By James Balowski
Papuan activists has raised almost US$52,000 to repay a government-sponsored scholarship received by activist and human rights lawyer Veronica Koman after the Indonesian government demanded that she return the money, which she described as “financial punishment” for her West Papua advocacy work.
The Papuan People’s Solidarity Team went to the Finance Ministry’s Endowment Fund for Education (LPDP) in Central Jakarta on Wednesday September 16 wearing traditional Papuan attire to symbolically handed over 3 million rupiah in cash along with an Indonesian flag, a copy of the West Papuan Special Autonomy Law and a receipt for the rest of the money – which was sent to the LPDP by bank transfer.
Security guards however refused to allow them in saying nobody was at the office due to a partial-lockdown to curb the spread of the corona virus which has been in force in Jakarta since Monday.
“I feel disappointed with the LPDP office, we sent them a letter on September 15. They didn’t responded to us when we arrived on the grounds that the office is closed”, Papuan human rights lawyer Michael Himan told journalists.
Although the symbolic handover was unable to take place, Himan emphasised that the money had been repaid in full and sent to the LPDP by bank transfer. “This is a symbolic handover of 3 million rupiah from the Papuan mama-mama [traditional Papuan women traders] that they sent to us”, he said.
Himan added that they would wait until the LPDP office opens to deliver the money. “We won’t use it because it’s from the ordinary people. We will definitely return, when the office is open we’ll come back”, he told CNN Indonesia.
Solidarity Team member and recently released Papuan political prisoner Ambrosius Mulait – one of Jakarta Six imprisoned for treason against the state in April – said that they have been raising funds since August as an act of solidarity with Koman.
“Veronica is one of the people who have been [most] vocal in advocating Papuan issues, but because of her political stand and advocacy the government has asked her to return her scholarship. Meaning that indirectly the government has no interest in resolving the Papua problem”, Mulait told CNN Indonesia.
The fundraising campaign was launched on August 12, a day after Koman announced on Twitter that the government had demanded she repay a 773.8 million rupiah (US$51,900) scholarship for a master’s degree in Law at the Australian National University in 2016.
The LPDP made the claim on the grounds that she had failed to return home to Indonesia after completing her studies, as required for scholarship recipients.
Koman refutes this noting that she returned in 2018 to join the Jayapura-based Human Rights Lawyers Association for Papua and also provided pro-bono legal services to Papuan activists in three separate trials in Timika, Papua, from April to May 2019. The LPDP however insisted this did not count as she had not yet graduated when she returned to the country.
Koman – who referred to the demand as a “financial punishment” – said the government was using it to pressure her to stop speaking out about and advocating human rights in Papua.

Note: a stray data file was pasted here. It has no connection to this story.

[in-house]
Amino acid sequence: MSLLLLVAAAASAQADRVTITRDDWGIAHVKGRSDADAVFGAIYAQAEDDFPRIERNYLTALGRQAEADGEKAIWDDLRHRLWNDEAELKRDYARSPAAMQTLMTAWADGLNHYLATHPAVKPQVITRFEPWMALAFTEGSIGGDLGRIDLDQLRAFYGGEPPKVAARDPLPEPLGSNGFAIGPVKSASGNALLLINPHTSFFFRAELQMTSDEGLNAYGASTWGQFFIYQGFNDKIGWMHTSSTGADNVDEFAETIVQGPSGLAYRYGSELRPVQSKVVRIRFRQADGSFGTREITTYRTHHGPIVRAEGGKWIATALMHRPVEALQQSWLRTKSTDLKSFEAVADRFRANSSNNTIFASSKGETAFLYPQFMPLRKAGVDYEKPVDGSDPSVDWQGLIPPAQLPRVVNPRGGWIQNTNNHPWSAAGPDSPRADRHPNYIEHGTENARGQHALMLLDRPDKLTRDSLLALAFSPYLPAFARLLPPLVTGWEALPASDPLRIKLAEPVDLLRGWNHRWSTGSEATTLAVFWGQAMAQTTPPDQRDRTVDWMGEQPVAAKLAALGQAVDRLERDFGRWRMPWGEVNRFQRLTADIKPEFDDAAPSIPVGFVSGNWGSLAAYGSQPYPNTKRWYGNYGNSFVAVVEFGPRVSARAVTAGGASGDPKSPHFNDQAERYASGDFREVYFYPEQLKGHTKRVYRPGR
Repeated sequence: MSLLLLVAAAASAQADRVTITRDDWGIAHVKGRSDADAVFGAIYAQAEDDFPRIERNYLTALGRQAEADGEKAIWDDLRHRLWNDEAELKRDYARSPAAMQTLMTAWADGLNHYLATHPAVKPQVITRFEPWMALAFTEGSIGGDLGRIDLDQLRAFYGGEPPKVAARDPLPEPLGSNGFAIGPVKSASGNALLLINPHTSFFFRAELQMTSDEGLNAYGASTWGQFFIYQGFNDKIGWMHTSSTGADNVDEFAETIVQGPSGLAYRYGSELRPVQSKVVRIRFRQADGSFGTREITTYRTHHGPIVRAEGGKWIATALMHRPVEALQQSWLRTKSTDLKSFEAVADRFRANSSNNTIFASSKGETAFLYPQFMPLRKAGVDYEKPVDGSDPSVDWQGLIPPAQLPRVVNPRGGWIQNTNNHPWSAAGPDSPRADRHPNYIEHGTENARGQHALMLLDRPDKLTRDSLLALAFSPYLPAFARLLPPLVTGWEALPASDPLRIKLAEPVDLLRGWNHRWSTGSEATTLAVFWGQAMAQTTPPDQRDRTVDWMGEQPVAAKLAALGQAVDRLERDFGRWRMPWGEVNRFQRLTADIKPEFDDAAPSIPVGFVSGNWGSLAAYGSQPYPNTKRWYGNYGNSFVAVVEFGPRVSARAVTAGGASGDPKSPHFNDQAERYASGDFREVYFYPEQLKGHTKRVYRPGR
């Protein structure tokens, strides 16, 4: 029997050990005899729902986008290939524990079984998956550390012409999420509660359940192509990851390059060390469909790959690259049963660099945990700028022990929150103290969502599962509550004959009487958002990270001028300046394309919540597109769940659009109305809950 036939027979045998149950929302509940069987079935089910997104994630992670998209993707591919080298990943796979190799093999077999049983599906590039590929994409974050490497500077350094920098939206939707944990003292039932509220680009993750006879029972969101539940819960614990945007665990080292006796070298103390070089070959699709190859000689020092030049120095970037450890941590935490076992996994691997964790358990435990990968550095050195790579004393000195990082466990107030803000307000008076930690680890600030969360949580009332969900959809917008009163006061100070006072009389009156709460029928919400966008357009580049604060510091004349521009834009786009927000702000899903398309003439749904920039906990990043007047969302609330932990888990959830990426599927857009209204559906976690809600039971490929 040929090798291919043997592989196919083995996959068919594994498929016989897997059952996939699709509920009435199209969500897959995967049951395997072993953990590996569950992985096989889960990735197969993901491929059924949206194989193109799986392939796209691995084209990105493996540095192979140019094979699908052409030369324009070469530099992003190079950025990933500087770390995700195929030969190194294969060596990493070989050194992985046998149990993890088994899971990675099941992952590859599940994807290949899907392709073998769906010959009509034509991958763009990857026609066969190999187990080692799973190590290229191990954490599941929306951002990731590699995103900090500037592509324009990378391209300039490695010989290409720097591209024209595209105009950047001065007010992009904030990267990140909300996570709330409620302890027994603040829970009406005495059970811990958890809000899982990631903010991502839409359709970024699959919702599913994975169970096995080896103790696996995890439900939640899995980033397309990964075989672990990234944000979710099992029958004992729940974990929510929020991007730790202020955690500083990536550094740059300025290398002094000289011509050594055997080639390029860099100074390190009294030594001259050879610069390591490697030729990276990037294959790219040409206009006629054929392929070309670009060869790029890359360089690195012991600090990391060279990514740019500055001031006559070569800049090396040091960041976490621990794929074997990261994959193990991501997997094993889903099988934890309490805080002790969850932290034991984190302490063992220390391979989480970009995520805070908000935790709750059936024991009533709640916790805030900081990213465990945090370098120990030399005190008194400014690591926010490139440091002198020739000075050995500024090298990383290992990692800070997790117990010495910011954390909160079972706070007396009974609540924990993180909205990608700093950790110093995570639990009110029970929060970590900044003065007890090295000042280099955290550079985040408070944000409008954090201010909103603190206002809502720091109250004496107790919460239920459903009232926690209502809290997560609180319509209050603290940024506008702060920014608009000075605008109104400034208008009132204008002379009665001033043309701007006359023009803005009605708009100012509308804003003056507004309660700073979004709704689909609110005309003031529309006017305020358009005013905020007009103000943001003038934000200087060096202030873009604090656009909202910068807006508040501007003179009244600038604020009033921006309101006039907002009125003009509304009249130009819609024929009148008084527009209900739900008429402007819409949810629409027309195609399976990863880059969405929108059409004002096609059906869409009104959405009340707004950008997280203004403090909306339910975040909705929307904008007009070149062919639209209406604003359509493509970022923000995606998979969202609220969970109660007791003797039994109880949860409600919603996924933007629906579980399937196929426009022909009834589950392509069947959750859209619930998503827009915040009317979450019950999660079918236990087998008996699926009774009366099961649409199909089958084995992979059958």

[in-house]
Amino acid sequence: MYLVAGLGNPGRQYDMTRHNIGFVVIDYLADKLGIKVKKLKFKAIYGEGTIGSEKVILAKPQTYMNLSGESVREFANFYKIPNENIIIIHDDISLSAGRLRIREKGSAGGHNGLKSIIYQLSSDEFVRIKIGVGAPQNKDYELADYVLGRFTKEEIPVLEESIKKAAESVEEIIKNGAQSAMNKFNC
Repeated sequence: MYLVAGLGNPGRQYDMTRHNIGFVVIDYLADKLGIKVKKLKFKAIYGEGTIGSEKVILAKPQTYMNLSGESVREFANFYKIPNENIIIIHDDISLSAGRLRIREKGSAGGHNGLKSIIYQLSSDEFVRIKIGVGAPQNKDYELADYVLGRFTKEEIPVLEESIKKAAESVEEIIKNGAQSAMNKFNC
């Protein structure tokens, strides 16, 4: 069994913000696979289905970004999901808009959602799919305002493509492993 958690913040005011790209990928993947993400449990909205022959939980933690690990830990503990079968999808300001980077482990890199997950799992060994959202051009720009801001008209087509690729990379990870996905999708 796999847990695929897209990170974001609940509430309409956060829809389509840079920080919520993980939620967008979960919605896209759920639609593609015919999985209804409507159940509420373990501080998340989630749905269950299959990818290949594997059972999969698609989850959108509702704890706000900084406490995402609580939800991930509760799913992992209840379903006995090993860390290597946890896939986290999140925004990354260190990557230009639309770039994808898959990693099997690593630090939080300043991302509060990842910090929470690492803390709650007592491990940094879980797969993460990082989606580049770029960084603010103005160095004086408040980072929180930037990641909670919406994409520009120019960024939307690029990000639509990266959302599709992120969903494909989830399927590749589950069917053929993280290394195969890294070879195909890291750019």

“The Indonesian government is applying this financial punishment as the latest attempt to pressure me into stopping my advocacy for human rights in Papua”, she told CNN Indonesia.
Amnesty International slammed the decision calling on the Indonesian government to protect human rights defenders instead of punishing them. “Instead of imposing a punishment, the Indonesian government should support Vero’s (Koman’s) effort to expose alleged human violations in Papua”, said Amnesty International Indonesia Executive Director Usman Hamid.
Hamid noted that many Indonesian scholarship recipients fail to return home after completing their studies but have not be subject to similar sanctions.
The Jakarta Post reported that fundraising campaigns were held in several parts of Papua including Jayapura, Nabire, Dogiyai and Wamena, with local Papuans hitting markets, street corners and social media to ask for donations.
Photos on social media showed Papuans sitting in an open field with donated banknotes scattered on a mat. Mulait said Papuans from other regions and communities outside the province also contributed.
In some parts of Papua solidarity actions were forcibly broken up by police. “Papuan donors in Jayapura and Nabire were disbanded by the authorities, while the solidarity action in Dogiyai and Wamena went well”, he told the Post.
It remains unclear if the government will accept the donations as payment. Suara.com quoted the LPDP a saying Thursday that it had received an email from Koman advising them of the payment but would have to study and verify the transfer first.
Speaking from Australia – where she has been in forced exile since September 2019 after Indonesian police placed her on a wanted person’s list on trumped up charges of spreading misinformation and provoking unrest in Papua – Koman said that she now feels that her scholarship was paid for by the Papuan people, not the Indonesian government.
“I am very moved and thankful. With this I want to emphasise that it means that my scholarship was not paid for by the Indonesian government but rather by the Papuan people”, Koman told Suara.com.
Koman said that the solidarity shown by the Papuan people has inspired her to continue dedicating herself to fighting for human rights in Papuan.
“I feel very moved. Initially I felt down because of the non-stop persecution which has disrupted [my] advocacy work. But this persecution has actually given me an opportunity to see that in fact my work is appreciated”, Koman told Tirto.id.
She added that despite the many people who have accused her of being a traitor, “It turns out that I did the right thing in the eyes of most ordinary Papuan people”.